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Green Lantern

Movie Review

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In the season’s latest superhero spectacle, director Martin (Casino Royale) Campbell ironically displays the same inexplicable affliction that affects his main character: a total failure of imagination. Given $200 million to play with, the filmmaker is at a loss to deliver a single memorable image or moment. Given a ring with the power to create anything his mind can envision, newly recruited savior of the universe Hal Jordan (Ryan Reynolds) finds himself incapable of thinking up anything terribly interesting. For a movie named after a light source, Green Lantern suffers from an appalling dearth of ideas that anyone over the age of 10 would be inclined to characterize as bright.

How does this DC adaptation disappoint? Let me count the ways. First, its writers appear to have scoured more than 70 years’ worth of the comics’ back issues to distill the least intriguing elements of the emerald-suited figure’s mythology. Before Jordan begins his career as a superhero, he’s employed as a test pilot for a corporation that manufactures military aircraft. This part of his story actually might have been good for a few cheap thrills, but the movie’s creators couldn’t resist the temptation to turn it into an imitation of Top Gun.

No need to bring the oven mitts. Green Lantern serves up the least sizzling screen romance in recent memory. Jordan has a thing going on with the daughter of the company’s owner (a completely lost Jay O. Sanders). Carol Ferris is played by Blake Lively, and together the two have all the chemistry of a pair of mannequins.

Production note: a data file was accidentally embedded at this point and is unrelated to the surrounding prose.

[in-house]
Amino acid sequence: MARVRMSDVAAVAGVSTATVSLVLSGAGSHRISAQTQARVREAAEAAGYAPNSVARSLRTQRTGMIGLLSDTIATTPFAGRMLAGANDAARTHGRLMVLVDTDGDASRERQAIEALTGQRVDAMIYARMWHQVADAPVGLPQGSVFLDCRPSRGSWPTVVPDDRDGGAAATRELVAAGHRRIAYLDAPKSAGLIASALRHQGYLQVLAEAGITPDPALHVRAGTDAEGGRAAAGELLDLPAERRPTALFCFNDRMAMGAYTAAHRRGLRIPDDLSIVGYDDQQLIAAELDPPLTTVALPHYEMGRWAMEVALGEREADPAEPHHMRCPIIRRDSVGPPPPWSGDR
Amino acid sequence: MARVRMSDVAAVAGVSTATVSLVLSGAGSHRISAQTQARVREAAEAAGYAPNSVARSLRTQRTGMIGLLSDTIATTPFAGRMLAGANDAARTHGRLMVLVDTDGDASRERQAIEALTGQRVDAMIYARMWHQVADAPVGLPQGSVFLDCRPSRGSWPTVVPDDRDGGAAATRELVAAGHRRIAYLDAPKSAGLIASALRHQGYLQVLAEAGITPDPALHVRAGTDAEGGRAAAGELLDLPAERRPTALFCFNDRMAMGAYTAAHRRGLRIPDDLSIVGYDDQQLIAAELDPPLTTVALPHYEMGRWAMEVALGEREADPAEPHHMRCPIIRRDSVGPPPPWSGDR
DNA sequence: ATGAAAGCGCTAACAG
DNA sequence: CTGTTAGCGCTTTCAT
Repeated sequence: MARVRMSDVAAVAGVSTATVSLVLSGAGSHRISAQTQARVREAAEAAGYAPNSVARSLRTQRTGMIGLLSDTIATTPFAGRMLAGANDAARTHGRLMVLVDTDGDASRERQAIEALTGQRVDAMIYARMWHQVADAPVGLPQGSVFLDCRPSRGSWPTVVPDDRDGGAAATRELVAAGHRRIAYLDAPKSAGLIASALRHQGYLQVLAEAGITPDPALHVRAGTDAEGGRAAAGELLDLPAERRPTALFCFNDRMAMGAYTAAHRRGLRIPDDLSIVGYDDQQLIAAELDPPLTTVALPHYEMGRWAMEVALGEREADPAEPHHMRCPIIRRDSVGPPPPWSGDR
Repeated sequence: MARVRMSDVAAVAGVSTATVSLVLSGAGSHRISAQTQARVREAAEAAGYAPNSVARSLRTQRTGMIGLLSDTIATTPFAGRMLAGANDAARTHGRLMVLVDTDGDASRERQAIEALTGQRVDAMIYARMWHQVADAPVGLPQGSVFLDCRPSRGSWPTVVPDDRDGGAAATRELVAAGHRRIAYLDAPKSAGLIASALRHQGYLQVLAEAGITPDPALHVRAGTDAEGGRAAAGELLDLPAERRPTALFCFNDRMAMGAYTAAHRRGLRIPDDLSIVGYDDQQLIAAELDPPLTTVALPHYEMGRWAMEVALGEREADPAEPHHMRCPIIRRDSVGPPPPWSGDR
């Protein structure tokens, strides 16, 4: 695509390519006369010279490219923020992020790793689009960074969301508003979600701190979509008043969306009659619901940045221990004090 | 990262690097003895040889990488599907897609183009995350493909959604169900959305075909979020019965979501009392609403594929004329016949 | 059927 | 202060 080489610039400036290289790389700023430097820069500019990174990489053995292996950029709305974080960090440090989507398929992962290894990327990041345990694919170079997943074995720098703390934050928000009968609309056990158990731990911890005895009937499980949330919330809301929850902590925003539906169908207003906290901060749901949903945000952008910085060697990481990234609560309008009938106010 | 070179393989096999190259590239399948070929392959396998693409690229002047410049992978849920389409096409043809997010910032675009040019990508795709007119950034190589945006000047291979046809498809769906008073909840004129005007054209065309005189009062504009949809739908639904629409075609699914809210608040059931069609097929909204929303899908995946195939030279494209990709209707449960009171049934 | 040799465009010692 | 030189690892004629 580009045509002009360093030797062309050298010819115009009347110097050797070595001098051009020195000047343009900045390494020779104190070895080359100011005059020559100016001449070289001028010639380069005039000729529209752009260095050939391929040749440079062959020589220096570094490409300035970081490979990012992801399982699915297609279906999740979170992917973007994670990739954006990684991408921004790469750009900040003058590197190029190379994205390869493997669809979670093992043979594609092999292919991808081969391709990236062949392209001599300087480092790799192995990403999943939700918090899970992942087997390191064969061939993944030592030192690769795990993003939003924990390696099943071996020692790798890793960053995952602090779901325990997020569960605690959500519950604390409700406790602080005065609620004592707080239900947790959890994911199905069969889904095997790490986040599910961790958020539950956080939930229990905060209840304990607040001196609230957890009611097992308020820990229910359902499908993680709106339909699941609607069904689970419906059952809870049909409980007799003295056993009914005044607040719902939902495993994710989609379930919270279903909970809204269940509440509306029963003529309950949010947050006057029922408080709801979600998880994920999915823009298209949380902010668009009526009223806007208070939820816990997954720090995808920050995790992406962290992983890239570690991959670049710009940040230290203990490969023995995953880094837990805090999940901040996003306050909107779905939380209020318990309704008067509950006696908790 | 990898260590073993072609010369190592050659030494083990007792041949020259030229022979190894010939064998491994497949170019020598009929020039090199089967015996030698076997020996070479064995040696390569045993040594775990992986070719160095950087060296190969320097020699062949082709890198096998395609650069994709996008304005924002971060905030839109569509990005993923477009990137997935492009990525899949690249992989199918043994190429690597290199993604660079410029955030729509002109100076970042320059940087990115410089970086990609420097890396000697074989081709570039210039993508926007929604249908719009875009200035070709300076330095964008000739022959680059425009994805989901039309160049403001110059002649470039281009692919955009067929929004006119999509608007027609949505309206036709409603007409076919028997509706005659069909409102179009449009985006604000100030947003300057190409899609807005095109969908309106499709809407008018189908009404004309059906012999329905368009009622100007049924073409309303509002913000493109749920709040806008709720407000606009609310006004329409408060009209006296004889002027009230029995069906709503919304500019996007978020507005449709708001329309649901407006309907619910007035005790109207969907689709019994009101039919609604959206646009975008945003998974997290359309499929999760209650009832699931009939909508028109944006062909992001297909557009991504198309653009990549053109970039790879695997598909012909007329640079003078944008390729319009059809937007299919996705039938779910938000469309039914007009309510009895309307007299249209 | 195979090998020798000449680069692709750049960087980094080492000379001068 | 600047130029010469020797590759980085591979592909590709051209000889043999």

But we didn’t buy a ticket to watch Hal Jordan make a love connection. We bought a ticket to watch him save the world. Which is why the second half of the film is an even bigger letdown than the first.

Through a series of events I will not bore you by recounting, the cocky hotshot comes into possession of a ring and a matching lantern that basically functions as its battery charger. The ring, in turn, brings him in contact with an intergalactic peacekeeping organization known as the Green Lantern Corps headquartered on the distant planet Oa.

There bubbleheaded immortals sit atop goofy towers, their impractical capes flowing hundreds of feet downward as they dole out assignments to what are essentially interstellar beat cops. The computer-generated landscape and aliens are jaw-droppingly cheesy.

Cheesiest of all is the Parallax, public enemy No. 1 as far as the Corps is concerned. It’s on a collision course with Earth, naturally, so nothing stands between it and extermination of the human race except our buff hero, who’s still learning the super-ropes. You won’t believe your eyes when this thing comes looking for a fight. Picture a scowling skull engulfed in a nest of tentacles made of brown clouds. When anyone is foolish enough to approach it, the creature sucks the souls from their bodies in precisely the way Dementors do in the Harry Potter series. This may be the first movie to get its effects at a used CGI sale.

You doubtless can guess where all this goes. There’s not a surprise within a mile of the script, and, except for a scene or three featuring Peter Sarsgaard as a mutating mad scientist, nary an iota of imagination or fun, either.

Along with the effects, the cumbersome exposition and most of the performances, the dialogue is howlingly laughable. It’s the viewer’s only hope for anything approaching entertainment — however unintended. The creators of Green Lantern don’t succeed at much, but I’ll give them this: By making a movie so bad it’s a joke, they do put the comic back in comic book.

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